The company provides gas to the El Paso, Austin and Rio Grande Valley areas of Texas and has more than 670,000 customers.
The plea comes after a statement issued on Monday warning that its supply wells were freezing over and supply was limited.
They said not to expect a quick reintroduction of service.
‘Once the system is operating again, we need to visit each home to check for leaks and reestablish gas service,’ the company warned.
‘This makes the need for energy conservation even more important.’
Right-wing commentators were swift to blame renewable energy for Texas’ crisis, with Fox News’ Tucker Carlson incorrectly claiming that Texas was ‘totally reliant on windmills’.
ERCOT, however, said that wind turbines accounted for 23 per cent of the state’s electricity need, and only accounted for a limited loss of power.
On Monday, frozen instruments and a limited gas supply forced 30,000 MW/h of power offline, KHOU reported.
ERCOT said that wind turbines accounted for less than 13 per cent of the total generation that was lost on Monday: the main problem came from coal and gas.
Much of the problem seemed to stem from a lack of preparation for winter conditions.
Wind turbines — like natural gas plants — can be ‘winterized’ or modified to operate during very low temperatures, and work well in Arctic conditions.
Experts say that many of Texas’ power generators have not made those investments necessary to prevent disruptions to equipment since the state does not regularly experience extreme winter storms.
Texas produces roughly 4.6 million barrels of oil a day and is home to some of the nation’s largest refineries, spread throughout the Gulf Coast.
In Midland, heart of the U.S. Permian shale region, temperatures were in the single digits Fahrenheit.
Motiva Enterprises said it was shutting down its Port Arthur, Texas, manufacturing complex, which includes its refinery. Motiva’s Port Arthur refinery produces more than 630,000 barrels of product per day, making it the largest refinery in the United States.
Oil production in the country’s largest crude-producing state has plunged by more than two million barrels a day due to the storm, which has sent prices surging to $60 a barrel for the first time in a year. Pictured above is Exelon Power Texas in Dallas on Tuesday
Gas pumps could not get sufficient fuel from the refineries amid the freeze
People wait to fill propane tanks outside of Dallas on Tuesday
Citgo Petroleum Corp said some units at its 167,500 barrel-per-day (bpd) Corpus Christi, Texas, refinery were being shut.
Sources familiar with plant operations earlier said the crude distillation unit, a reformer and a hydrotreater were shut by cold weather at the refinery, with all other units also being powered down.
The cold snap also forced Lyondell Basell’s 263,776 bpd Houston refinery to operate at minimum production, and also shut most units at Marathon’s 585,000 bpd Galveston Bay plant.
But Exxon’s 369,024 bpd Beaumont, Texas, refinery seemed to be operating at normal levels, although the company had warned nearby residents of flaring from the plant.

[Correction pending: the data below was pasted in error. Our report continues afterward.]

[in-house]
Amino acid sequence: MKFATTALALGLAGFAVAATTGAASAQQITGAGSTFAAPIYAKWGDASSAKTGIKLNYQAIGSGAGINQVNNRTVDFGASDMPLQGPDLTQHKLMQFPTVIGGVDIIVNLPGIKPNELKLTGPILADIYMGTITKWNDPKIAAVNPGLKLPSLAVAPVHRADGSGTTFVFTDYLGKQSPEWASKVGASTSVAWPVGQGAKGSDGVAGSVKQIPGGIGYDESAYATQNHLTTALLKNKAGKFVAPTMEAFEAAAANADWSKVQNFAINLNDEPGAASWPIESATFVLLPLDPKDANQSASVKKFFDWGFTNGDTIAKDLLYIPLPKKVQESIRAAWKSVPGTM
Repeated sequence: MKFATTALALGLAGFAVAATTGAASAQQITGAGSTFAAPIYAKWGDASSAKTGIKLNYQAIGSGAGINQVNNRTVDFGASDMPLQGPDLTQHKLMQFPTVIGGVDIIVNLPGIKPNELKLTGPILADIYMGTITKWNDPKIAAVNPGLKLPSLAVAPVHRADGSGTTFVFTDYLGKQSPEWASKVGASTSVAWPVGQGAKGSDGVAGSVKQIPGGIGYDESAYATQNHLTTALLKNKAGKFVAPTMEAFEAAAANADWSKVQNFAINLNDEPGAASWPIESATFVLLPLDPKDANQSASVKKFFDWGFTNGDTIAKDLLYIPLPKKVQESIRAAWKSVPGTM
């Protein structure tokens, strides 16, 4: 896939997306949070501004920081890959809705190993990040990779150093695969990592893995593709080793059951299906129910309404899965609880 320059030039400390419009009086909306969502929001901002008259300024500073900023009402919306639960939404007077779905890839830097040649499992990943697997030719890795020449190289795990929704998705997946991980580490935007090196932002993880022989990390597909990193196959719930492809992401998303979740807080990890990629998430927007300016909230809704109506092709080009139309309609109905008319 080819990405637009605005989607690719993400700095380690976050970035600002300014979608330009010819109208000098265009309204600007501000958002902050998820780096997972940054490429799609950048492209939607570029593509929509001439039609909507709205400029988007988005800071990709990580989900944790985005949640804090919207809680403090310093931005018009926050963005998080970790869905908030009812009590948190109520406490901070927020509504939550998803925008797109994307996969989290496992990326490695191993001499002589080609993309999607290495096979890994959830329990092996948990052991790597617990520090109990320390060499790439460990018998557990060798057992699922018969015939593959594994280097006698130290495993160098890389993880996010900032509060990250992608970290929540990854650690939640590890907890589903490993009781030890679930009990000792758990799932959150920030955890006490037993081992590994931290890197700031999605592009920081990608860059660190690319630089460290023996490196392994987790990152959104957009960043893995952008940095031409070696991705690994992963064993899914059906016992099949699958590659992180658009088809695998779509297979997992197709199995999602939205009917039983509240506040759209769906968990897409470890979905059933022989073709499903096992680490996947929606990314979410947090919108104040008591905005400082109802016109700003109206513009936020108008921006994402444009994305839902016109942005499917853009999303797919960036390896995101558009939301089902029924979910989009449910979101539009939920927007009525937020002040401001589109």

‘We are also getting reports of power outages across the Permian, which are expected to continue over the weekend if the current weather system persists. This may result in intermittent production shut-ins, with a moderate impact on Permian oil production expected in February,’ Rystad Energy’s head of oil markets, Bjornar Tonhaugen said in a note.
Texas’ oil facilities were not alone in struggling: energy distribution was stalled across large parts of the United States.
Experts have said that as people were turning up their heat, power plants and pipelines were freezing or being taken offline due to the temperatures
A map from poweroutage.us showed that nearly 5 million people were without power in Texas, and several hundred thousand in Louisiana and Oregon
Kinder Morgan’s Natural Gas Pipeline Co. reported capacity constraints at various locations on its pipeline system, while Enable Gas Transmission, announced it was taking measures to ensure adequate supply for customers.
Oil pipeline operator Enbridge Inc. on Monday said a 585,000 barrel per day crude oil pipeline that runs from its terminal near Pontiac, Illinois, outside of Chicago, to the largest U.S. oil storage hub in Cushing, Oklahoma, was halted because of power outages. ‘Crews are working with electric utility providers to restore power to Line 59,’ as the pipeline is called, said Enbridge spokesman Michael Barnes.
‘The power failure is due to the winter storm the U.S. is experiencing.’
One of Texas’ two nuclear power plants failed on Monday, The Wall Street Journal reported, adding to the state’s woes.
The problem was in one of the two units of the South Texas Project, a nuclear-power plant near the Gulf of Mexico.
The Nuclear Regulatory Commission and the plant’s operator said that the unit’s water supply froze, causing two pumps to fail.
The plant usually produces enough to power two million homes.
Snow scene aerials over Dallas, Tuesday. At least five oil refineries in Texas have shut down operations because of the storm. Natural gas facilities and pipelines in Texas also closed after wellheads started to freeze up or get blocked with ice and compressors lost power